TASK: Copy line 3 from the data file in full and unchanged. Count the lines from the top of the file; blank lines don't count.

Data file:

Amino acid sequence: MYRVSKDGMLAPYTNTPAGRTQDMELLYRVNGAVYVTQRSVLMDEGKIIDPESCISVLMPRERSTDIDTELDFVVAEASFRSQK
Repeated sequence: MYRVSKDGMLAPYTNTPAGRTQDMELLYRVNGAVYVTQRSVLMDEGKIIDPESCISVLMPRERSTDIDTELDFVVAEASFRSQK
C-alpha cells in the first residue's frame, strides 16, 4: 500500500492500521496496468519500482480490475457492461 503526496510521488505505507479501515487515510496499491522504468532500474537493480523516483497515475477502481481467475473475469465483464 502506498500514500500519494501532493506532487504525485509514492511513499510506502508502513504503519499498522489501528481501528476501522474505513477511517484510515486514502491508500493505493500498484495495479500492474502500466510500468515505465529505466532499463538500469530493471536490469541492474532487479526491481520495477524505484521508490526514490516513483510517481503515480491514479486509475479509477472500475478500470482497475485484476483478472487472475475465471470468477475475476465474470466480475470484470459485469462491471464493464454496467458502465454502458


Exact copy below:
C-alpha cells in the first residue's frame, strides 16, 4: 500500500492500521496496468519500482480490475457492461 503526496510521488505505507479501515487515510496499491522504468532500474537493480523516483497515475477502481481467475473475469465483464 502506498500514500500519494501532493506532487504525485509514492511513499510506502508502513504503519499498522489501528481501528476501522474505513477511517484510515486514502491508500493505493500498484495495479500492474502500466510500468515505465529505466532499463538500469530493471536490469541492474532487479526491481520495477524505484521508490526514490516513483510517481503515480491514479486509475479509477472500475478500470482497475485484476483478472487472475475465471470468477475475476465474470466480475470484470459485469462491471464493464454496467458502465454502458